As the economy plods on at a sluggish pace, online retailers are seeking to prompt people to part with their money more readily by dangling incentives such as cheap same day delivery services. Most of the major online giants are in on the action, each seeking to outdo the others with their services, convenience, and shipping prices. Google has been offering low-cost same day delivery services in the San Francisco area of northern California for some time, but is now expanding similar services to southern California, particularly in the Los Angeles area. In San Francisco, 15 different retailers are participating in the same day delivery service promotion, including Office Depot, Target, Toys R Us, and Walgreen. Google Shopping Express allows customers to set up a single shopping cart for all the participating retailers, shop to find the best price, and pay a single shipping fee for all the merchandise ordered. The cost is $4.95 per retailer, but an available membership allows customers unlimited numbers of same day delivery services.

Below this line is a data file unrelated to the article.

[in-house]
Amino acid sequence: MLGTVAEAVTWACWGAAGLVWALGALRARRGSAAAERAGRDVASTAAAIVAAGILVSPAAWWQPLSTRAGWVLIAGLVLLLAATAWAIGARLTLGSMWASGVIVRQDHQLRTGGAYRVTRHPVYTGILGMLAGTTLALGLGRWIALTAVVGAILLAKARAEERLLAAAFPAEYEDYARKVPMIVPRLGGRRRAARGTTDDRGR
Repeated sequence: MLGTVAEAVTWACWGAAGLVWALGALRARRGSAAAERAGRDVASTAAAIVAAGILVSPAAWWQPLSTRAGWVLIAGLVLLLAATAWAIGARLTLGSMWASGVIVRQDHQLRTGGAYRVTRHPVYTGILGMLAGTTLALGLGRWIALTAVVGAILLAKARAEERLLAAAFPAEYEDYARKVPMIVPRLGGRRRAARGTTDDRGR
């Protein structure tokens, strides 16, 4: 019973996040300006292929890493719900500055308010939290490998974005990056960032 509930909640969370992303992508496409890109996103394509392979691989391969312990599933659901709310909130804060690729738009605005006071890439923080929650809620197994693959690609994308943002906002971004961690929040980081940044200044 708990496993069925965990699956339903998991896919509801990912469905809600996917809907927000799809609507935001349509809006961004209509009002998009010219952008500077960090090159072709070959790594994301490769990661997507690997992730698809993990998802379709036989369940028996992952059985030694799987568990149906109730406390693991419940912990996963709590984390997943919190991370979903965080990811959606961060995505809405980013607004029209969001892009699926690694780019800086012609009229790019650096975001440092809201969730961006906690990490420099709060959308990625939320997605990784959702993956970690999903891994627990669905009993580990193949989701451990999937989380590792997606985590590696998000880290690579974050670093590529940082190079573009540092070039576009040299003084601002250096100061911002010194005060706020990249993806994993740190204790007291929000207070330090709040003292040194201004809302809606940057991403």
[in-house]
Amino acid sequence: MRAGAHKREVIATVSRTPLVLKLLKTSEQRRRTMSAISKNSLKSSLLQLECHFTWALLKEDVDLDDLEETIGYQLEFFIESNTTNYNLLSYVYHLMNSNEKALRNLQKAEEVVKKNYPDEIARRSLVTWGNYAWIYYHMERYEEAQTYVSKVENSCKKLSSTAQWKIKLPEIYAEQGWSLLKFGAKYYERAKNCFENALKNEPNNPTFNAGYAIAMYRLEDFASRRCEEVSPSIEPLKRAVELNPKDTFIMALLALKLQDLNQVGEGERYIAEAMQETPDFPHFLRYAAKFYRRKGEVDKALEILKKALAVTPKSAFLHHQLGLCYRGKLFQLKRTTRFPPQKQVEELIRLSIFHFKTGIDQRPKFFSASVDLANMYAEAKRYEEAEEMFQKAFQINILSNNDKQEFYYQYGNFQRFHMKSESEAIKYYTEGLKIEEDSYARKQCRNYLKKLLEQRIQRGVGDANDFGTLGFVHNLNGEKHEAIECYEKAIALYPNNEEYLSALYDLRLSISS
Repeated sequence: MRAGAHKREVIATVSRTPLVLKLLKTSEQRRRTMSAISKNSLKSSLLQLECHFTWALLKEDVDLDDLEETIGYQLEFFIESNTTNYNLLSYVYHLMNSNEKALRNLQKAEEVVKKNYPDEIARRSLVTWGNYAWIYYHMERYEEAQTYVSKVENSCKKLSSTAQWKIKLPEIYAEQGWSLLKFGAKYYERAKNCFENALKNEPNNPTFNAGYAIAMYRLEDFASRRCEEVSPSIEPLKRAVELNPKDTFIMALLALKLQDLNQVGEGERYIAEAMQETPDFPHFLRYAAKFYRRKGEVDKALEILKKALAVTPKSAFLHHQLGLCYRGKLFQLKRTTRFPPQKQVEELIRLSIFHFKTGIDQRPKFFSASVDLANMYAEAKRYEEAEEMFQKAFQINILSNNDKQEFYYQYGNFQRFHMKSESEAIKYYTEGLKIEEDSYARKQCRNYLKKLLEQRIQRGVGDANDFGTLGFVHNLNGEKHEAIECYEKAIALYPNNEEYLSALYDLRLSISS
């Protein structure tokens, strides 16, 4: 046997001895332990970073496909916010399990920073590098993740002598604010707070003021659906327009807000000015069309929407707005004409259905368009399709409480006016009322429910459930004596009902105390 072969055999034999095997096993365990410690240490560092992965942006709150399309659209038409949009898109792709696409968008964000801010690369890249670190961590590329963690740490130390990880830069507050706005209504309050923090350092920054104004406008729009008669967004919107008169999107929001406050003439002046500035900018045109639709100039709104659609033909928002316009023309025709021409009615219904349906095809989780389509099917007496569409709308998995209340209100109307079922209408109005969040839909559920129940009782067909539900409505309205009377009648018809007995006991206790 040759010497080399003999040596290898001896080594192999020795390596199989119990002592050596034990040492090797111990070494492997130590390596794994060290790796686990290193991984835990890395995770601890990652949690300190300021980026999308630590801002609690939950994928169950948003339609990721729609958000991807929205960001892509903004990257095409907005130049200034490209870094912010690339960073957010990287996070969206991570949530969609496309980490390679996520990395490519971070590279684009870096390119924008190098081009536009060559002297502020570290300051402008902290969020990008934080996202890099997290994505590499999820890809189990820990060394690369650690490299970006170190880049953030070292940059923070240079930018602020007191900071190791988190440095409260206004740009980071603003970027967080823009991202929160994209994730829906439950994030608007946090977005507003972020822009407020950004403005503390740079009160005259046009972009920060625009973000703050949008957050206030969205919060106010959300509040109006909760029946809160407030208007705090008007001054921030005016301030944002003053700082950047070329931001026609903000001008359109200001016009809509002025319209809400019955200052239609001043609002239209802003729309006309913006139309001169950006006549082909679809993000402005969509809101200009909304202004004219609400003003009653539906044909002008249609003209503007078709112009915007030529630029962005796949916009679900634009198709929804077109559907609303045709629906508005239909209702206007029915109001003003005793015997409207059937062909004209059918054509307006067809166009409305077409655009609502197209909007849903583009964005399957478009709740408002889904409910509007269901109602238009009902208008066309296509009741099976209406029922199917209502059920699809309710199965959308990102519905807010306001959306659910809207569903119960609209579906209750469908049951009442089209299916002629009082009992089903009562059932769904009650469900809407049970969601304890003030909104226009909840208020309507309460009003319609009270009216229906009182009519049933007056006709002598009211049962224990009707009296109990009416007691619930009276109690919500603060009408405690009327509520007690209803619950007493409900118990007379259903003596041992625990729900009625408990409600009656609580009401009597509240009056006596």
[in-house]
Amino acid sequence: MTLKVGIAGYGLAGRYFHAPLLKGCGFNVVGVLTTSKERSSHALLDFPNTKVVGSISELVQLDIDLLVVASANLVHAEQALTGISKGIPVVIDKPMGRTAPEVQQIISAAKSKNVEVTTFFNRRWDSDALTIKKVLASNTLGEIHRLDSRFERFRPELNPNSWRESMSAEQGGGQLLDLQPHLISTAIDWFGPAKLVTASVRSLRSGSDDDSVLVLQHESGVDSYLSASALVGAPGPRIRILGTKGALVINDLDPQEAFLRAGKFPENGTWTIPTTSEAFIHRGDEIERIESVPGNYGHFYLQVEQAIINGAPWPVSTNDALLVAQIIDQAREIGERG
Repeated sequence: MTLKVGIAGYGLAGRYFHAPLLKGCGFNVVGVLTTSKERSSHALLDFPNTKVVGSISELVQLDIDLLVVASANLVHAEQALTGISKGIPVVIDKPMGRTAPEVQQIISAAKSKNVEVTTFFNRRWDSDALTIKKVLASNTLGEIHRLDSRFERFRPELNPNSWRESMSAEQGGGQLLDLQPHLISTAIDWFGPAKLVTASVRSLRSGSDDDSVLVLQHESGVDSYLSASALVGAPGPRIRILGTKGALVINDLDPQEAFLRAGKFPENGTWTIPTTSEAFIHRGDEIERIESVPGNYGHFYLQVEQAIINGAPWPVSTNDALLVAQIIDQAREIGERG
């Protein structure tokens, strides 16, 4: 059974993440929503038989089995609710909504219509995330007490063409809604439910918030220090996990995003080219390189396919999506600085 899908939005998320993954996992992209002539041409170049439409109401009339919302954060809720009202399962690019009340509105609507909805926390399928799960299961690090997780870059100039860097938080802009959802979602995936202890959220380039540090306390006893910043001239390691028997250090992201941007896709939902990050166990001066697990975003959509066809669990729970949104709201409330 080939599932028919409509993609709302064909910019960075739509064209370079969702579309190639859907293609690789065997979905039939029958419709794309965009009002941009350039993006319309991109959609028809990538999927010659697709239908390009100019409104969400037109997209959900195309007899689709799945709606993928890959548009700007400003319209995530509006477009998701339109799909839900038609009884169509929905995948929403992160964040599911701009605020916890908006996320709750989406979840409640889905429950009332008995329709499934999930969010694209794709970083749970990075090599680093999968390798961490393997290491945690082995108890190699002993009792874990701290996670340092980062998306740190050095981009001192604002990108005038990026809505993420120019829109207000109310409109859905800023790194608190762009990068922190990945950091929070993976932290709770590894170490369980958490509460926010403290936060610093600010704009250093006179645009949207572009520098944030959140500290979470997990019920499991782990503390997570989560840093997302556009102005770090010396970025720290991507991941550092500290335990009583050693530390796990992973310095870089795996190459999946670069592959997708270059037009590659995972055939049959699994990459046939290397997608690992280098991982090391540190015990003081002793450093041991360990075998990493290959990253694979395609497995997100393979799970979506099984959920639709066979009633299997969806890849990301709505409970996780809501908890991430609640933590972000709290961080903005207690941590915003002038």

EBay is one of Google’s competitors in San Francisco, offering same day delivery services from retailers such as Macy’s, Target, and Best Buy. Customers ordering more than $25 worth of merchandise can get same day delivery for $5. Wal-Mart is also competing in the northern California Bay area, including San Francisco and San José, by offering $10 same day deliveries on an unlimited number of items per order. They call their service Walmart to Go.
Amazon actually beat Google to the punch in southern California by extending their same day delivery services from the Seattle area to Los Angeles last year. So far, all of the companies report a high satisfaction rate among their customers.
However, analyst Al Sambar of the firm Kurt Salmon points to the debacle of undelivered Christmas packages this past December as a cause for concern. Large numbers of customers took advantage of last-minute promotions for delivery by Christmas, but were disappointed when retailers and shippers were unable to keep up with demand, and left as many as 15 percent of deliveries unfulfilled by Christmas day.